I’d like to take some time to dedicate a post purely to explore the way that autistic girls (and some boys) do not often melt down in public. This is a really common and typical thing for girls on the spectrum to do; along with copying or mimicking their peers to “save face” and get by socially.
So many times across the last few years of my journey as a mother to girls on the spectrum I have met other families who think their daughters may also be spectrum dwellers but are unsure because their girls seem to “keep it together” whilst out/at school.
However it may be just as soon as they’ve climbed into their parents car after a day at school and BAM! They’re melting down. They’re screaming; they are angry; they’re lashing out at their siblings. And chances are they’re doing around you and not at school or out elsewhere is because you’re their safe space, their touch-stone, their security. They trust you to the point of being able to unfurl their coils and release what they have pent up all day long.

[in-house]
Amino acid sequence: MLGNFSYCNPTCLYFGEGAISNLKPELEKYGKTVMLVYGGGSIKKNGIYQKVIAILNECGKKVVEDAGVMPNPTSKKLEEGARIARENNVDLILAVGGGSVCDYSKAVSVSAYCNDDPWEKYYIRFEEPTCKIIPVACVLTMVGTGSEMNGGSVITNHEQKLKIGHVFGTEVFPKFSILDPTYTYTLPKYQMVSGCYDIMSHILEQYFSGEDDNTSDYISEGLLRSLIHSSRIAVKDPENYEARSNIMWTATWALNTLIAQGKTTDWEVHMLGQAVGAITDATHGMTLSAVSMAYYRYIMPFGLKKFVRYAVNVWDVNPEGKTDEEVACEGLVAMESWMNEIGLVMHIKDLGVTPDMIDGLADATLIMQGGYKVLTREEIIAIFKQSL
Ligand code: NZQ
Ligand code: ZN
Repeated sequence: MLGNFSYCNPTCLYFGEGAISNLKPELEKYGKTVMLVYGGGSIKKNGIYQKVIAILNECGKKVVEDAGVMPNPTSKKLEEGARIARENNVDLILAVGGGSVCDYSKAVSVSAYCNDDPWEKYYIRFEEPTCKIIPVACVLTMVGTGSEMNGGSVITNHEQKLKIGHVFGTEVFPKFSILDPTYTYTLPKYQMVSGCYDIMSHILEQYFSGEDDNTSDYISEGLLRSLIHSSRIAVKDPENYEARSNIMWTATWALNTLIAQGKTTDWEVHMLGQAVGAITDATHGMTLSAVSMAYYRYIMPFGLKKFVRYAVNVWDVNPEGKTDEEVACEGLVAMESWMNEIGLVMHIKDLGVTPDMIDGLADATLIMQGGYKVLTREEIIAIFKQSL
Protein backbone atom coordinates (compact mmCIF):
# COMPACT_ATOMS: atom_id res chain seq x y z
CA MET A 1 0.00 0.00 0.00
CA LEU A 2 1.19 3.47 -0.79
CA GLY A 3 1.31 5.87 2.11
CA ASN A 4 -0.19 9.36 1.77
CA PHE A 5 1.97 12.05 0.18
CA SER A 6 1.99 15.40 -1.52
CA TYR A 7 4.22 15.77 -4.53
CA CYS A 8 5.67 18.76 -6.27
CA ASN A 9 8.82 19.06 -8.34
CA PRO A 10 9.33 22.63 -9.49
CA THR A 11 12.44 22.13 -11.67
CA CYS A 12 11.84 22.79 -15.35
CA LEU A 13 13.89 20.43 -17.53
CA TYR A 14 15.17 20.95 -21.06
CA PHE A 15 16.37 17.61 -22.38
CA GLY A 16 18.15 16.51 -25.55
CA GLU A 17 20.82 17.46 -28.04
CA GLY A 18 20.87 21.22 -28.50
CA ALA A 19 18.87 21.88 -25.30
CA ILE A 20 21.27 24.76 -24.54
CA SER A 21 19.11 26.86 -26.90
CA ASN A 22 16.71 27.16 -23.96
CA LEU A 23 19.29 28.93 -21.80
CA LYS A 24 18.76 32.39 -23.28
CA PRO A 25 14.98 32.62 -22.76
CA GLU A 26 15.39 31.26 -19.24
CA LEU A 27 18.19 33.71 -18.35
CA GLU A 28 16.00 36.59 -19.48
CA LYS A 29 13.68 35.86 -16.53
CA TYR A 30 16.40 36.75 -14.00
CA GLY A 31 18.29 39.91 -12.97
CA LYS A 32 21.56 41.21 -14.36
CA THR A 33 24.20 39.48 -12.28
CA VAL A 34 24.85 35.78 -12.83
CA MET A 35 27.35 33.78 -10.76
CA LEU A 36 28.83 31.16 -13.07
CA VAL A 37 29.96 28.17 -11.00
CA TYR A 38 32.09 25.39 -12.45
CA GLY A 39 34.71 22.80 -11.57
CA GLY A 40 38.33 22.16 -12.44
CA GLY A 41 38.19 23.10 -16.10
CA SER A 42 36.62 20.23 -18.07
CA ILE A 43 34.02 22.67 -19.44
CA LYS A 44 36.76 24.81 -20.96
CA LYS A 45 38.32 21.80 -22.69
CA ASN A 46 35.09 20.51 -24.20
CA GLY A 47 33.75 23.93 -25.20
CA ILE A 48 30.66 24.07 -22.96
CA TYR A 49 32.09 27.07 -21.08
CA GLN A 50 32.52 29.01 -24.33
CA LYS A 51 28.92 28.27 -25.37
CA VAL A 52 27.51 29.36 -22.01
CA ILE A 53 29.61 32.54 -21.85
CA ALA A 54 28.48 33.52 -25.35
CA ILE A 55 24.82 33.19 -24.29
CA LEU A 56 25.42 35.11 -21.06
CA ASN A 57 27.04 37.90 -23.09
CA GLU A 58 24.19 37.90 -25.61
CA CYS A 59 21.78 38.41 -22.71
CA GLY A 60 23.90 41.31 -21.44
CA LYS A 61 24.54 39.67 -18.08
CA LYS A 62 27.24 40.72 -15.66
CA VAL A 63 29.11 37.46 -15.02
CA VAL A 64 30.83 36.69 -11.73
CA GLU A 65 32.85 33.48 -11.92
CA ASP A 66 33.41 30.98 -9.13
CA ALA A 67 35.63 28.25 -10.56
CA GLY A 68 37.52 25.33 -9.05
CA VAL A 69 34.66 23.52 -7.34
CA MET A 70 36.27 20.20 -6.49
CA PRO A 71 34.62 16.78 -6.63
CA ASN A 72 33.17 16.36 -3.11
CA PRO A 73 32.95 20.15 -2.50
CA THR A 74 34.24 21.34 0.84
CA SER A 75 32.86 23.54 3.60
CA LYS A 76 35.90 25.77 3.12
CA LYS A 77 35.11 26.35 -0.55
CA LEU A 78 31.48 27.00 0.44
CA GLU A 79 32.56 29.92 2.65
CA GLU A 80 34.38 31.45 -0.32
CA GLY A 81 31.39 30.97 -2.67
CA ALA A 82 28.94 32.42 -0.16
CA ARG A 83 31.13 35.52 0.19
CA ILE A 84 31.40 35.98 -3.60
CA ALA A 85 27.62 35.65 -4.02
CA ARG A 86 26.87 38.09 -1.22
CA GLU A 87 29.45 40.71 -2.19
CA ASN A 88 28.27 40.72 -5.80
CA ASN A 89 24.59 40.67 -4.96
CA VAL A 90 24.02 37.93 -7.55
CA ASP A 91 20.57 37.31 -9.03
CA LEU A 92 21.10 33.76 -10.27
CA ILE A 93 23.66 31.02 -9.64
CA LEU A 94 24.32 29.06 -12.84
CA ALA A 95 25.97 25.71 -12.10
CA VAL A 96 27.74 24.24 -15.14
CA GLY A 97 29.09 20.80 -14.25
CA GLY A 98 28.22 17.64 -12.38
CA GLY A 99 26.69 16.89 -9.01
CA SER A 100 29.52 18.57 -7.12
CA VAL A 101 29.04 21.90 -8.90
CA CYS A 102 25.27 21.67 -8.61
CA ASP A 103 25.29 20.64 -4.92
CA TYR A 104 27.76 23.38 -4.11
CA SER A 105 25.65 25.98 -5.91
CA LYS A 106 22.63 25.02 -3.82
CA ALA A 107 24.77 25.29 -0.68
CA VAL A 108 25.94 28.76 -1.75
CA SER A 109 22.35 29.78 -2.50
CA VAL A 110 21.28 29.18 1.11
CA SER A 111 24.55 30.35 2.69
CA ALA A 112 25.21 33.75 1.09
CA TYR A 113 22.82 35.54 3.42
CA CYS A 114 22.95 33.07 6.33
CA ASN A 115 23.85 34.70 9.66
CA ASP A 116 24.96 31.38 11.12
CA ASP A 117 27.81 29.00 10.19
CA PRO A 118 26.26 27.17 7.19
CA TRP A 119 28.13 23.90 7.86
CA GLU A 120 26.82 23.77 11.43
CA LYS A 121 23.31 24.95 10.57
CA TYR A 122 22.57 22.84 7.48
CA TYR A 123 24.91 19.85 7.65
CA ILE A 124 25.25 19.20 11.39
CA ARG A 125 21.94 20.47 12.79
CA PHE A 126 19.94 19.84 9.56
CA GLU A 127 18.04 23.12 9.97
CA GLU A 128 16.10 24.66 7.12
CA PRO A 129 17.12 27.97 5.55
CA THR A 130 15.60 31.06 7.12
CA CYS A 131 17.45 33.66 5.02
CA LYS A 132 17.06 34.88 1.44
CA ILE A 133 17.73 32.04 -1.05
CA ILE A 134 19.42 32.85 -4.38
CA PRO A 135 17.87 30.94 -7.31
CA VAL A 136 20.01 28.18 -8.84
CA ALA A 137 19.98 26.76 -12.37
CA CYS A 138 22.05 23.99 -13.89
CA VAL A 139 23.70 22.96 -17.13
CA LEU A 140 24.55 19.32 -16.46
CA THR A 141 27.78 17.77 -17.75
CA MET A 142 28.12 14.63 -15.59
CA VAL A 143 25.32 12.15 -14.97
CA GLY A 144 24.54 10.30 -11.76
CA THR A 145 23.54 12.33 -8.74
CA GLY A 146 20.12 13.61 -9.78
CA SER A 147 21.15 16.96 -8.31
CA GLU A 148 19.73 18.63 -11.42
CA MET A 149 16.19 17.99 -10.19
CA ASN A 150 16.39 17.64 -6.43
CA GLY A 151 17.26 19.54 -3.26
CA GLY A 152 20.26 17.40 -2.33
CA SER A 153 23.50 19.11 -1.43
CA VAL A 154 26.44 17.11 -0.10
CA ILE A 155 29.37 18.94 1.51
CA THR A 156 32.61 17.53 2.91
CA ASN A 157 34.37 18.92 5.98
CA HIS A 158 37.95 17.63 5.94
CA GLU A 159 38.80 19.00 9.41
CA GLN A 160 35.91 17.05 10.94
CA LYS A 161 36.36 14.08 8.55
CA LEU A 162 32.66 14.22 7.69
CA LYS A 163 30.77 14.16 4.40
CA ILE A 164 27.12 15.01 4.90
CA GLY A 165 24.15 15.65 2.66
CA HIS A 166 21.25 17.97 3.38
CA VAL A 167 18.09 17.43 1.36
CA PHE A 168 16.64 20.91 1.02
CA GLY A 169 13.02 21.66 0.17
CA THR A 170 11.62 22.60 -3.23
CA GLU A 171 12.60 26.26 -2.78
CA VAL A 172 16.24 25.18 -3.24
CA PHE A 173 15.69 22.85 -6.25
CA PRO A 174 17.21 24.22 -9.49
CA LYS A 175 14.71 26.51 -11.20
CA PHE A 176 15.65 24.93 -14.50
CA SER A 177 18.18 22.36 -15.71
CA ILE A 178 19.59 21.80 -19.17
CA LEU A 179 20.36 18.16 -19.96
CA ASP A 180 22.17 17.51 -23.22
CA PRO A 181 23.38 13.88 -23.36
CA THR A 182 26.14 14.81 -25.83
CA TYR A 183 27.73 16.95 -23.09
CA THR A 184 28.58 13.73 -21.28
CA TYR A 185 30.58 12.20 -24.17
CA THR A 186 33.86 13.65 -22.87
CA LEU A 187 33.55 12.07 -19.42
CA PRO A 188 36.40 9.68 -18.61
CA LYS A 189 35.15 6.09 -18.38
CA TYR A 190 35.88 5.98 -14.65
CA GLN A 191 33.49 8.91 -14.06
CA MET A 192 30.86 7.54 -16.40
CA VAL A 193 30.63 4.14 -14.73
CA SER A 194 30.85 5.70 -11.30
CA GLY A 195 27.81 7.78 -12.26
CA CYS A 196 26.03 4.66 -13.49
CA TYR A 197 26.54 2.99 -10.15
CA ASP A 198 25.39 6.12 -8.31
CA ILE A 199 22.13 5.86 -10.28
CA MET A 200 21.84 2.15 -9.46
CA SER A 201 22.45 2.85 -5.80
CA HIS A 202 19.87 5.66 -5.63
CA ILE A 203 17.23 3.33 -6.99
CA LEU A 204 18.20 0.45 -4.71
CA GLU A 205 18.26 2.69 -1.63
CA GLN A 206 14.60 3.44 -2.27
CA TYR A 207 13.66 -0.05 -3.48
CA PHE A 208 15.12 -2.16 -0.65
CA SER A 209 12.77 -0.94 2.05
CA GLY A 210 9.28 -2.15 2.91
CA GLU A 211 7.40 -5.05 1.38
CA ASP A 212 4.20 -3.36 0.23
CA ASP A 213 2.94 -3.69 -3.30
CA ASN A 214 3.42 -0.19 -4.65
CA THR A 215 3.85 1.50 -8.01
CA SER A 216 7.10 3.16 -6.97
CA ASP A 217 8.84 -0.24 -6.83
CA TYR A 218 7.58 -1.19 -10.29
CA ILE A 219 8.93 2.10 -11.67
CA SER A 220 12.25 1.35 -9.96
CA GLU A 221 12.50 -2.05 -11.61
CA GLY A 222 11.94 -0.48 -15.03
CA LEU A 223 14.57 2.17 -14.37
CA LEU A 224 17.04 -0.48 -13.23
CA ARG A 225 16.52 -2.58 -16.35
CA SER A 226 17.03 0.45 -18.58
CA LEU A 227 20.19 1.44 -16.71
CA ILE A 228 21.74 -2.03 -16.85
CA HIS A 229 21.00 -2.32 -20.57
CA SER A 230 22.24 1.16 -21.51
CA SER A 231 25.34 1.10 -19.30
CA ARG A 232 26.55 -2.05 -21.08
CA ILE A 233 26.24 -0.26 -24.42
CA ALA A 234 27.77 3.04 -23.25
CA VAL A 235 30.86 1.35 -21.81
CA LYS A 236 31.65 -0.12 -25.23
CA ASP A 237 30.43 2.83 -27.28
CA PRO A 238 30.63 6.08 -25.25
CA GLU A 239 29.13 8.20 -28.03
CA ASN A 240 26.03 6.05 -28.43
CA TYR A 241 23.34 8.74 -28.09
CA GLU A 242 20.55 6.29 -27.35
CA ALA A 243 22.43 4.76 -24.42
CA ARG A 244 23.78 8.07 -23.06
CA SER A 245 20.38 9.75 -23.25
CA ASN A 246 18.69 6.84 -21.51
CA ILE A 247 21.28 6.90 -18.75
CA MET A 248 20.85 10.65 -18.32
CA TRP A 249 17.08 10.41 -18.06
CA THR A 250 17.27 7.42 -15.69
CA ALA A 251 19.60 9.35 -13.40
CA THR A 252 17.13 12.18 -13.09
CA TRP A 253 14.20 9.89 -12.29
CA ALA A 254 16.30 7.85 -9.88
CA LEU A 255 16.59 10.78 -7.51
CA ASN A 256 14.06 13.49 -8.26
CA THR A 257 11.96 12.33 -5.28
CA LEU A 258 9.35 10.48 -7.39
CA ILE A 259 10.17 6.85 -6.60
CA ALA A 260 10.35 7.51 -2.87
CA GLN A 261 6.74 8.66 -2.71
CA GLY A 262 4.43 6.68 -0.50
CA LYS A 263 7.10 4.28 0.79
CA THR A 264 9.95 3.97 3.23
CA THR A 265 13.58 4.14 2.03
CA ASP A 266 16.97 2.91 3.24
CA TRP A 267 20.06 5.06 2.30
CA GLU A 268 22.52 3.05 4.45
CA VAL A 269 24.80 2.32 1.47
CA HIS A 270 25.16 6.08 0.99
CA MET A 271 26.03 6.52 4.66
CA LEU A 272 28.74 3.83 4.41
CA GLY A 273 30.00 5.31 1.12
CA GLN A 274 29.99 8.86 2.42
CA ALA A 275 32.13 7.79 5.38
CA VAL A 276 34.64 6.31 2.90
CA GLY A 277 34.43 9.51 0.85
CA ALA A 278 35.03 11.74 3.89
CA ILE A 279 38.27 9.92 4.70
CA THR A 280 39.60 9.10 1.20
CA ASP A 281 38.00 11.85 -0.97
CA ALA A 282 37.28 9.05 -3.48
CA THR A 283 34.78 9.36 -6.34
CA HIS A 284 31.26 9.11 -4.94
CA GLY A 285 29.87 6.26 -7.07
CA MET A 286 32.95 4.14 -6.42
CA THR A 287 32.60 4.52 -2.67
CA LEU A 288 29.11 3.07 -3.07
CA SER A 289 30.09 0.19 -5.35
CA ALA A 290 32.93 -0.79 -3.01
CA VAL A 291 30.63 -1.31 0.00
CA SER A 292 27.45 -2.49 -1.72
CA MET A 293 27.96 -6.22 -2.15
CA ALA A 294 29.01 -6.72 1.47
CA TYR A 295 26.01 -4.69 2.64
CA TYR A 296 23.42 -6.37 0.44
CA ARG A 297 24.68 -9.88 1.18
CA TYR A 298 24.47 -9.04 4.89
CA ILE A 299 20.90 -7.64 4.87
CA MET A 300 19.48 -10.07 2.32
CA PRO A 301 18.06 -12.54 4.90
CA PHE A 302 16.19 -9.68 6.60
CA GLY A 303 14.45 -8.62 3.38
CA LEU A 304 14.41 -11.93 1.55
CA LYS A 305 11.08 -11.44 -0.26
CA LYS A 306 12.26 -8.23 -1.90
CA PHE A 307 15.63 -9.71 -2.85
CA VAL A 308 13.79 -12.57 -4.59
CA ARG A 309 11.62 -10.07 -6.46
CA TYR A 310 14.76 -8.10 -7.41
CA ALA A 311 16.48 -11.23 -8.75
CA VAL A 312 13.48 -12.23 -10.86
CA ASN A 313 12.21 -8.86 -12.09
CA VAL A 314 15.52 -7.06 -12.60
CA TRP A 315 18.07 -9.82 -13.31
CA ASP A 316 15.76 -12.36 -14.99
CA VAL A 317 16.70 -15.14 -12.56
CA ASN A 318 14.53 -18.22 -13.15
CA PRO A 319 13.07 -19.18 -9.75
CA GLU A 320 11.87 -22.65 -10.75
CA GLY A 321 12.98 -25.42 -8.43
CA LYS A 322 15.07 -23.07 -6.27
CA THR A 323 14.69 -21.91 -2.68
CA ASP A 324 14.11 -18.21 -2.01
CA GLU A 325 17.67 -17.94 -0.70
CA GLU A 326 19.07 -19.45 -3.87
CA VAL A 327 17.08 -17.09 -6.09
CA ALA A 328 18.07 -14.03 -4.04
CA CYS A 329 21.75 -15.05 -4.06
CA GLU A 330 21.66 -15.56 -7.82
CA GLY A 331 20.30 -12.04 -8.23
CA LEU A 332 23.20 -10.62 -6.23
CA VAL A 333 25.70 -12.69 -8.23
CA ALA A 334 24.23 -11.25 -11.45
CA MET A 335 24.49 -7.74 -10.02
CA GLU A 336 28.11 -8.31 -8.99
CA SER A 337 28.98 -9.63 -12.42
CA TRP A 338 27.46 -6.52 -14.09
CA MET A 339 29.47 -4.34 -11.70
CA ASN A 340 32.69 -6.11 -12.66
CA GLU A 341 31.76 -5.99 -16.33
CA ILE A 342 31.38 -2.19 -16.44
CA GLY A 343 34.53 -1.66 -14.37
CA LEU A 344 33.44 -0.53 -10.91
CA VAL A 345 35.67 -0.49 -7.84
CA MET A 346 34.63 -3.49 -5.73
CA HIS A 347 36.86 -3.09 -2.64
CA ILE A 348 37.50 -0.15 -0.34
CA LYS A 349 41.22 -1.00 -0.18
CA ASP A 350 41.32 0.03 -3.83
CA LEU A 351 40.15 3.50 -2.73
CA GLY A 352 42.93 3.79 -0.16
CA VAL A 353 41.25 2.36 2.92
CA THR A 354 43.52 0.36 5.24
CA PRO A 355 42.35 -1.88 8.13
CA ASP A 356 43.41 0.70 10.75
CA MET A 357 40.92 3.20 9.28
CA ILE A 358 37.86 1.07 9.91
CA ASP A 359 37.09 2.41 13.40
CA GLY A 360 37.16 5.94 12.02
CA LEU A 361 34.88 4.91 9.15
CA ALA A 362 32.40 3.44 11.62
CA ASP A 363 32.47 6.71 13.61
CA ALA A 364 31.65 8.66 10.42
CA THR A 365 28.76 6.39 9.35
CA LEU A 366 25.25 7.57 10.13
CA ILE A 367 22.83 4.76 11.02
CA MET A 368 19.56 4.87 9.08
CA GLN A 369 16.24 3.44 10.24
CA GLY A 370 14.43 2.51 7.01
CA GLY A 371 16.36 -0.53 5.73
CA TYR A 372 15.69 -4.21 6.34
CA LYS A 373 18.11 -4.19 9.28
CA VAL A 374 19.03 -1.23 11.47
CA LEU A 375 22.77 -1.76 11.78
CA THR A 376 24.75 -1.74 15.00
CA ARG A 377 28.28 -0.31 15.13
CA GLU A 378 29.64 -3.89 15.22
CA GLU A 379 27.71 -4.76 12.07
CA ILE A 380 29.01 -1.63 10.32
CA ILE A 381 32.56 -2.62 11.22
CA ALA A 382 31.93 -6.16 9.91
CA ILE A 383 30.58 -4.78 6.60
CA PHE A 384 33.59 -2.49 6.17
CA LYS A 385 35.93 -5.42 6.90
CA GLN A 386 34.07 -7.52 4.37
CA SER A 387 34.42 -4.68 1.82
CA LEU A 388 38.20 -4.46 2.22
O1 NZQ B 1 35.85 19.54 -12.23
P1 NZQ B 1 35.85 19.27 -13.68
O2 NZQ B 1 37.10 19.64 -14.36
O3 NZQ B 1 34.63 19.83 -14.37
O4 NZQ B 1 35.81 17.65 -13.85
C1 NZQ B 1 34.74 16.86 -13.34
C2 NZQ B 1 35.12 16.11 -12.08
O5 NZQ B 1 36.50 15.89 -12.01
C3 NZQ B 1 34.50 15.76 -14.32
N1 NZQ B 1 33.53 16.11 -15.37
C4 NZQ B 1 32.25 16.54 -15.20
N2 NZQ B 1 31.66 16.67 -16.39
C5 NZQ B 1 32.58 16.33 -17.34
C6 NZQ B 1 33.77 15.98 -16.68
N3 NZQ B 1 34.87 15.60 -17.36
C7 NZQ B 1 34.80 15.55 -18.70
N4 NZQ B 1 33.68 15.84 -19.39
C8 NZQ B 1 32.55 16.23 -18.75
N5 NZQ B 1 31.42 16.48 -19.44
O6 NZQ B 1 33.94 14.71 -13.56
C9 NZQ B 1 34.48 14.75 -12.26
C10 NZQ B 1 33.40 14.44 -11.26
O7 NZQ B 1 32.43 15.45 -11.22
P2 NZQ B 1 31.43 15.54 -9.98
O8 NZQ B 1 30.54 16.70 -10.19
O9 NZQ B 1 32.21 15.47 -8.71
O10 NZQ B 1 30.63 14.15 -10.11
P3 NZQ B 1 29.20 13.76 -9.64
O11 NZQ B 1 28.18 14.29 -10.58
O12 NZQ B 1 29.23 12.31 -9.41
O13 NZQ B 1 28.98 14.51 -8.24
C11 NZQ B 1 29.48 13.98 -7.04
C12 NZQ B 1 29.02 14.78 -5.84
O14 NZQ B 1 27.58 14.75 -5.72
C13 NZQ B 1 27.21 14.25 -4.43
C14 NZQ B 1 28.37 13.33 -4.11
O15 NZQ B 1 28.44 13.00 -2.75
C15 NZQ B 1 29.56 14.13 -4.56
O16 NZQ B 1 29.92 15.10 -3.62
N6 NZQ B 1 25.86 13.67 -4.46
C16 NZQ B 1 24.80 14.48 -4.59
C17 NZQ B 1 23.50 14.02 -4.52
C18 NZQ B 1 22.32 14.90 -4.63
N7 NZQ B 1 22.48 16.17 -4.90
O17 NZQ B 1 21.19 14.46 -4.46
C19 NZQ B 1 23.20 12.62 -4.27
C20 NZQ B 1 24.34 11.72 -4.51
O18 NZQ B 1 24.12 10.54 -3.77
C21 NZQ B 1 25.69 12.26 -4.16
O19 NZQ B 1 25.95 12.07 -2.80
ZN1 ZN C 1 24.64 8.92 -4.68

So why does this happen?
I’m going to say it really simply: it happens because these girls are overloaded. If they have been at school for six hours and they have not had energy-burn breaks and quiet chill-breaks scheduled into their every day at school; they have not had an outlet to unload or recenter or recalibrate – and so they do so when at home.
Fellow Mum of a daughter with ASD Renee Bugg from About A Bug put it best and it’s stuck with me for ages: think of a cup. Now think of every single stimulation or trigger (noise, tactile, heat, crowds, change in routine, anxiety etc.) adding to the cup…when too much is added, it overflows – and that is when a meltdown occurs. NT (neurotypical) people siphon their water out automatically – people with autism cannot.